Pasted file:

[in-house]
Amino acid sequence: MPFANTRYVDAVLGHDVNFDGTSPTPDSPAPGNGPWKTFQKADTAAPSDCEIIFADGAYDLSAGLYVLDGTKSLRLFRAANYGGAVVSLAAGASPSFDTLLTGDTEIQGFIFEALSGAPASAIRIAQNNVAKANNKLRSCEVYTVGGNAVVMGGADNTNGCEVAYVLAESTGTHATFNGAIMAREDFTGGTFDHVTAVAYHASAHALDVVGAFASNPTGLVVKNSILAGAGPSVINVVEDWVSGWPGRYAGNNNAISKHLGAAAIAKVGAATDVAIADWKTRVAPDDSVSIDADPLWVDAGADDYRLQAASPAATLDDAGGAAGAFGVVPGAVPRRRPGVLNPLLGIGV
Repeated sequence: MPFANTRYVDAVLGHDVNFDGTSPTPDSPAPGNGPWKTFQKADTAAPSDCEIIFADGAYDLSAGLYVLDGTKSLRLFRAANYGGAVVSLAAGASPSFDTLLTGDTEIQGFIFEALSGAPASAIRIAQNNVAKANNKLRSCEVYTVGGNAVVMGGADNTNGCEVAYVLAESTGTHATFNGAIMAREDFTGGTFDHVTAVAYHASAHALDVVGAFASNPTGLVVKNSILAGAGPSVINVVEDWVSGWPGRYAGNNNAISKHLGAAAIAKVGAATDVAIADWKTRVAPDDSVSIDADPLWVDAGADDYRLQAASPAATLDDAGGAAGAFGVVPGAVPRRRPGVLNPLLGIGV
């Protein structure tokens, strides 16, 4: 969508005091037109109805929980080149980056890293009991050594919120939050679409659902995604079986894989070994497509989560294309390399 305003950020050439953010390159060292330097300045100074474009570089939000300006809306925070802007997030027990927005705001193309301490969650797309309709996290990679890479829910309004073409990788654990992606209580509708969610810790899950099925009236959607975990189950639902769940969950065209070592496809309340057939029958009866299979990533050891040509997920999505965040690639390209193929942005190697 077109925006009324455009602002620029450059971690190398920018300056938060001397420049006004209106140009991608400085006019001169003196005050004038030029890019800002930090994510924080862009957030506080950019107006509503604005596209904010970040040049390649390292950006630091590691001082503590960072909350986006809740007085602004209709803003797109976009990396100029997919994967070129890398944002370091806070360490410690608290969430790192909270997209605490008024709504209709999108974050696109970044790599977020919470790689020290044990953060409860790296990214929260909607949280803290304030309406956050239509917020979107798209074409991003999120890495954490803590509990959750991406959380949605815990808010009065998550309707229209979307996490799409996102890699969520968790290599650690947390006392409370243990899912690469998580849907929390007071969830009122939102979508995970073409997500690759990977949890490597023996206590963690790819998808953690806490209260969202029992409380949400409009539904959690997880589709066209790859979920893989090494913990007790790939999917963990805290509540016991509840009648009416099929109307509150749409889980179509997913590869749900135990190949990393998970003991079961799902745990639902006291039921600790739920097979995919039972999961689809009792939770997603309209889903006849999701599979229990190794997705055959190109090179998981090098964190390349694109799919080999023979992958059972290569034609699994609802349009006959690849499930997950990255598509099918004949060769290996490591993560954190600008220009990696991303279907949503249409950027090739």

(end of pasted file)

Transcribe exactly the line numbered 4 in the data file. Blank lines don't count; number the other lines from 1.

């Protein structure tokens, strides 16, 4: 969508005091037109109805929980080149980056890293009991050594919120939050679409659902995604079986894989070994497509989560294309390399 305003950020050439953010390159060292330097300045100074474009570089939000300006809306925070802007997030027990927005705001193309301490969650797309309709996290990679890479829910309004073409990788654990992606209580509708969610810790899950099925009236959607975990189950639902769940969950065209070592496809309340057939029958009866299979990533050891040509997920999505965040690639390209193929942005190697 077109925006009324455009602002620029450059971690190398920018300056938060001397420049006004209106140009991608400085006019001169003196005050004038030029890019800002930090994510924080862009957030506080950019107006509503604005596209904010970040040049390649390292950006630091590691001082503590960072909350986006809740007085602004209709803003797109976009990396100029997919994967070129890398944002370091806070360490410690608290969430790192909270997209605490008024709504209709999108974050696109970044790599977020919470790689020290044990953060409860790296990214929260909607949280803290304030309406956050239509917020979107798209074409991003999120890495954490803590509990959750991406959380949605815990808010009065998550309707229209979307996490799409996102890699969520968790290599650690947390006392409370243990899912690469998580849907929390007071969830009122939102979508995970073409997500690759990977949890490597023996206590963690790819998808953690806490209260969202029992409380949400409009539904959690997880589709066209790859979920893989090494913990007790790939999917963990805290509540016991509840009648009416099929109307509150749409889980179509997913590869749900135990190949990393998970003991079961799902745990639902006291039921600790739920097979995919039972999961689809009792939770997603309209889903006849999701599979229990190794997705055959190109090179998981090098964190390349694109799919080999023979992958059972290569034609699994609802349009006959690849499930997950990255598509099918004949060769290996490591993560954190600008220009990696991303279907949503249409950027090739």